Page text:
If spectacle offers slick surfaces, easy meaning, and commodified relationships, then a writing that implicates the reader in the process of making meaning is one that stands in opposition to spectacle. If the spectacle is ultimately the relationship itself, then the reader-writer relationship is critical, not merely the one-way transmission of meaning from writer/performer to listener/audience/receptacle. The audience cannot merely be a “fourth wall” on which to be splattered with meaning, like graffiti, a poster, a billboard. When not everything is given outright, then a relationship is created with respect for the reader or audience member who brings something to the relationship as well. The hierarchy is collapsed and reader and writer stand on an equal social footing. Bruce Andrews’ “Text and Context” emphasizes “unreadability” as an element that both requires and teaches “new readings.” These new readings, which must be computed, rather than being able to draw on stock images and prefabricated chunks, keep us awake to language, wake us from the sleepwalk of automatism and help to inoculate us from the de-formed and seemingly naturalized discourses of myth and spectacle.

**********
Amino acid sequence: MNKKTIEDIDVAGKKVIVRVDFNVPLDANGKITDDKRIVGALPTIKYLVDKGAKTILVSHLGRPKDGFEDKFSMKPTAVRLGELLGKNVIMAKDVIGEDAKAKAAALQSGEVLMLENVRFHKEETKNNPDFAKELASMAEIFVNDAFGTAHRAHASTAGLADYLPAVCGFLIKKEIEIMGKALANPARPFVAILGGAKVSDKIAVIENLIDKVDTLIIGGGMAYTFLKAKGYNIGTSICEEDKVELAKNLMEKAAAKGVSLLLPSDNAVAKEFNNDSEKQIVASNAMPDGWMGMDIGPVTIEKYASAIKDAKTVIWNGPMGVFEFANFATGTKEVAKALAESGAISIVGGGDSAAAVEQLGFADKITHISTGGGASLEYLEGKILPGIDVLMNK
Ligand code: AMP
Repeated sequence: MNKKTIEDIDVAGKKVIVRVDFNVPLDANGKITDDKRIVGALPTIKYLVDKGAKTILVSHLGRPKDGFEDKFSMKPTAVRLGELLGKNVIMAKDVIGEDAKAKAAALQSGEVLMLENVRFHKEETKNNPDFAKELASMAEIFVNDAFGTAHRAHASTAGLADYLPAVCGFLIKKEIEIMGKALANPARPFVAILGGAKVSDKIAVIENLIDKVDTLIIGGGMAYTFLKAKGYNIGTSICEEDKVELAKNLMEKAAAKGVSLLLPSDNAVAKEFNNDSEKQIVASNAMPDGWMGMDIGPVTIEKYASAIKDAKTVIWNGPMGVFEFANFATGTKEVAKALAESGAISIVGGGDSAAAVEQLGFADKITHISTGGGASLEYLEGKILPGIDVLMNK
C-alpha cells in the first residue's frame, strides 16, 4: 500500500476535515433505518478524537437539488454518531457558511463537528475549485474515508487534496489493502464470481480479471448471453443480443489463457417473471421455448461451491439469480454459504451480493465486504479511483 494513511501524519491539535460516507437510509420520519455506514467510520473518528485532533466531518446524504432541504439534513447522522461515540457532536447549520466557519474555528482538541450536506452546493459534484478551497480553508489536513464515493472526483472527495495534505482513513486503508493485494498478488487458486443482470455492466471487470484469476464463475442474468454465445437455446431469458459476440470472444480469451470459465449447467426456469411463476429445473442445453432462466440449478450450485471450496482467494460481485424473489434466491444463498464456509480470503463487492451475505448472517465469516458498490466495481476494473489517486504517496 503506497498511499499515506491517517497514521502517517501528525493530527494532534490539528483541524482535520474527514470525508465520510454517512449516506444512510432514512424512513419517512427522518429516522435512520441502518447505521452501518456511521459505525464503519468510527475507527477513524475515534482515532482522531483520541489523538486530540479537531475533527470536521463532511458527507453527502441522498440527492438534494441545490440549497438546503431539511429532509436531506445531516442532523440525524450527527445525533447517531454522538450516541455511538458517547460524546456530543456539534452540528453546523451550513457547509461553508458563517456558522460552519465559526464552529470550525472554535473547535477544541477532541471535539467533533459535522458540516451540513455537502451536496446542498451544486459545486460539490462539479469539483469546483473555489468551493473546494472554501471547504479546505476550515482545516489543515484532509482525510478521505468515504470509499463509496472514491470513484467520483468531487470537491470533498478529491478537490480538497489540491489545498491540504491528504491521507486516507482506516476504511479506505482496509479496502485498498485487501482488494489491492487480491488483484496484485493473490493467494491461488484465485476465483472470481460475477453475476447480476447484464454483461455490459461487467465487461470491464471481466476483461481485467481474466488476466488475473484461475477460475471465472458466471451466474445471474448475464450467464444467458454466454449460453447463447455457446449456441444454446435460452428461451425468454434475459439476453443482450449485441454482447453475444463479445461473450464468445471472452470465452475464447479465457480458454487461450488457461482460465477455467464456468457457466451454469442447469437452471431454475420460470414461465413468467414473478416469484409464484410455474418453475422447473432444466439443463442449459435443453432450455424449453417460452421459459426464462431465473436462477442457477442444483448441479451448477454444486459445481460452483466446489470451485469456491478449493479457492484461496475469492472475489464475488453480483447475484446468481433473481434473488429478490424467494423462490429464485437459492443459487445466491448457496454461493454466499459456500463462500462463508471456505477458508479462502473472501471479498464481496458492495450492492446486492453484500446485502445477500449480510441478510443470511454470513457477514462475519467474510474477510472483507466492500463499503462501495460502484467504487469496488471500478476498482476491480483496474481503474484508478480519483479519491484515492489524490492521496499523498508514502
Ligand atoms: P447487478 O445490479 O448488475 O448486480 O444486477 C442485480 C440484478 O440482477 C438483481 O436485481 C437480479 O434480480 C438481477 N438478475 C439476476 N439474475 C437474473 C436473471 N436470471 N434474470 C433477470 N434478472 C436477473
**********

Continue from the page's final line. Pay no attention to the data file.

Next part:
Spoken word poetry sits in a very unique position as both a literary and performance genre. In Barthes formulation poetry is possibly the only genre that can take on myth, partly because of its imprecision and therefore its inability for its meanings to be stolen and deformed. As a performance form, spoken word is dynamic, able to be written and rewritten with every performance, either spontaneously or rehearsed. The meanings can be drastically altered and even interrupted within a performance. On the other hand, the immediacy of the performance can also bring about in the performer a desire to be liked, not to be rejected by the audience, which means the danger that the poet will play it safe. I have seen and talked to poets who will not do their more challenging literary work because they want to be liked, not to mention understood. They pull out tried and true audience pleasers, not works that will leave the audience scratching their heads. At a poetry slam I attended at the Nuyorican Poets Café, in fact, much time was spent encouraging the audience to “show their love” for the performers, rather than expressing themselves about the work. Where audience expression was encouraged, it was to show their dissatisfaction with the judges for not giving high enough scores. It wasn’t so much about challenging the audience, but getting the audience on the side of the poets. This can leave a poet wanting that positive attention all the time and thus play it safe, relying on humor and heavy on pop culture references, easy to identify (and identify with). When the work is more serious, it tends to be taken from the headlines or from the poet’s own personal experiences. There is, to be sure, a diversity of styles in spoken word poetry that range from the quotidian to the very wildly experimental, which is as it should be, for a variety of reasons. I don’t mean to proscribe exactly what poets should be writing about or in what style, or to suggest that all spoken word poets need to become Dadaists. But at the same time, there are pitfalls we should look at in spoken word, ways in which such work may play into the very thing that poets are so often fighting against.